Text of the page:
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Compliance News | Feb 2020

Posted by

Lynne Callister

on 26 Feb 2020

Compliance News - February 2020

This month's round-up of key compliance news including Airbus bribery, Fender Europe and NBCUniversal competition fines, coronavirus, tax evasion, data breaches and more...

Our pick of compliance news this month

COVID19 and its impact on compliance

Who'd have thought that the coronavirus - now officially declared a global health emergency by the World Health Organisation - would have such a far-reaching impact on businesses, especially on compliance? And this is just the beginning.

If you haven't done so yet, now is the time to consider what this means for your own organisation, to check through your policies and ensure preparedness, to roadtest any contingency plans that are designed to cope with these types of risks and make last-minute plans if you need to.

Top tips to help you prepare:

  • Review all international business travel - what measures are currently in place to deal with employees travelling abroad (whether for business or personal trips)? Do you need to update them? Might you impose a ban on all travel to China or other affected areas?
  • Prevent indirect discrimination - if you decide to impose a ban on all travel to China, how will you ensure those measures are legal, proportionate, and do not indirectly discriminate against people of Chinese origin, particularly anyone making personal trips?
  • Think about how you'll manage returning travellers - will anyone returning from business trips abroad, especially in affected regions, need to be in quarantine (self-isolate)? If so, how will you manage this? For example, will you allow remote working? How will you ensure those returning from high-risk areas stay away from work so you can protect other employees and customers? What checks can you make on visitors who might have been in affected areas?
  • Reinforce our zero-tolerance approach to harassment and discrimination - with reports of an increase in harassment and discrimination on the grounds of race, regularly remind everyone that unacceptable behaviour will not be tolerated and violations will be dealt with in line with our disciplinary policy.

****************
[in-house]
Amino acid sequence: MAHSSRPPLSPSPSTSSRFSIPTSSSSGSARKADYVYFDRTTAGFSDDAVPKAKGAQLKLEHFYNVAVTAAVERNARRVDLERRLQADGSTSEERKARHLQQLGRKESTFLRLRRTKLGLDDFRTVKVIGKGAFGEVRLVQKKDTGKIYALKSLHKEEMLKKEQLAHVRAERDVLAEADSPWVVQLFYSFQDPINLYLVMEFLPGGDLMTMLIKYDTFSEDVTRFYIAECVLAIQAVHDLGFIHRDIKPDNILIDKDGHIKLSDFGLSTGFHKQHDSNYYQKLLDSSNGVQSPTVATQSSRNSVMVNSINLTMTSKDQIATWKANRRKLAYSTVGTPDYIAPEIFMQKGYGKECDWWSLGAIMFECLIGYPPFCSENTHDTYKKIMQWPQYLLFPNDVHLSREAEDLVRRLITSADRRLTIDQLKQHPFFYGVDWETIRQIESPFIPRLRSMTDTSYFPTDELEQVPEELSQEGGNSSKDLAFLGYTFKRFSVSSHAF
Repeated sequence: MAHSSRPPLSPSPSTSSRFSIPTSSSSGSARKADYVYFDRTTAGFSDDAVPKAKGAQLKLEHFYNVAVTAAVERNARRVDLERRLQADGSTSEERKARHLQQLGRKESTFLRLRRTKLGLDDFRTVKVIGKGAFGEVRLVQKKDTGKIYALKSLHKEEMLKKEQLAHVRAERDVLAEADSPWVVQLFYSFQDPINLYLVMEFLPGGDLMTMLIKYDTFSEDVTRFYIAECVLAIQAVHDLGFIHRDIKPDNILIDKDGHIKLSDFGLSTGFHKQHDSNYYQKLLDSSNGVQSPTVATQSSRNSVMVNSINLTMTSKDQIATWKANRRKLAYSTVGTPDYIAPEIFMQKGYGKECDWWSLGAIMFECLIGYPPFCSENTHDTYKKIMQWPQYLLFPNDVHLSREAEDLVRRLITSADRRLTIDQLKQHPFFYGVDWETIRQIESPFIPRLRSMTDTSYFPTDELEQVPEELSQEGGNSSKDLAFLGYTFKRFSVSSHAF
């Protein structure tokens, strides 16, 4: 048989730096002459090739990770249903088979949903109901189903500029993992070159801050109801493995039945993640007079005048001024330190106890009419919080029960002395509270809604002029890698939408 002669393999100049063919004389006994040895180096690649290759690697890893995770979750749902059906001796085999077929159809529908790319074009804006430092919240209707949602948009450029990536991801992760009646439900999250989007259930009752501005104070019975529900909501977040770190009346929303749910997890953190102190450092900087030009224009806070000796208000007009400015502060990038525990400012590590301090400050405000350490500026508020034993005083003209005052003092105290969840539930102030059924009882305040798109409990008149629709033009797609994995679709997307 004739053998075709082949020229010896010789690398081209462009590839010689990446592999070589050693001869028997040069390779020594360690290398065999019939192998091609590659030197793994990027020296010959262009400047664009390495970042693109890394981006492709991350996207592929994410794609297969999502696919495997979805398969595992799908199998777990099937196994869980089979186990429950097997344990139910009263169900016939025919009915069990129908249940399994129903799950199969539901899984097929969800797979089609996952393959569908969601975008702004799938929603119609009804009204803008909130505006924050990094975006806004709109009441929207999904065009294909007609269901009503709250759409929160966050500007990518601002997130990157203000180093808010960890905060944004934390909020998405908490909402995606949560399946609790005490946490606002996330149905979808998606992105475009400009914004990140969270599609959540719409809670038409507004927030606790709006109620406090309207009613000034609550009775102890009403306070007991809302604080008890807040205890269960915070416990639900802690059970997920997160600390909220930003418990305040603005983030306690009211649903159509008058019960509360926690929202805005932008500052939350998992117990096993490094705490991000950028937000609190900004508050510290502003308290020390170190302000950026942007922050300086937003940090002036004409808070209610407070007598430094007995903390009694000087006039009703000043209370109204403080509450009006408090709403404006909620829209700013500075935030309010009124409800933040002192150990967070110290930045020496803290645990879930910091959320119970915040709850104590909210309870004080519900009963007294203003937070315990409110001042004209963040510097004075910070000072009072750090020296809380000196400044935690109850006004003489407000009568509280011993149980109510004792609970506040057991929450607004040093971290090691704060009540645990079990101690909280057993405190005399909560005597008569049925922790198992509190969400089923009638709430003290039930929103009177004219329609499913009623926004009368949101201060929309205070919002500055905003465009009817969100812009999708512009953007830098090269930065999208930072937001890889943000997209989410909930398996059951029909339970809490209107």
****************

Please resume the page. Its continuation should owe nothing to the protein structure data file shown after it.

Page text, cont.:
• Look for vulnerabilities in our supply chain - e.g. are certain goods or services sourced from affected areas? Are you able to find alternatives? How might you handle any post received from affected areas?
  • Keep up-to-date with official travel-related advice - e.g. by visiting the FCO website and checking advice of any specialist third parties. This will help you adequately prepare contingency plans and safeguard your team.

With hackers also exploiting fear of the coronavirus to send scam phishing emails supposedly from the Center for Disease Control and Prevention (CDC) and the World Health Organisation, vigilance isn't restricted to monitoring for symptoms. It's about so much more.

Our recent blog has a timeline and action points for employers and their employees.

Free Business Travel Security Risk Checklist

Oops I did it again: More long lens blunders in Downing Street

A Government plan - this time for "permanent equivalence" - has been leaked, thanks to the long camera lens of a reporter in Downing Street who snapped a photo of a government briefing paper.

Haven't we been here before? Over the years, how many government dossiers have been carelessly allowed to be photographed this way? Some commentators claim that the leak, in this case, was intentional!

Yet again, this highlights the importance of information security on the move and in public places.

Key Takeaways: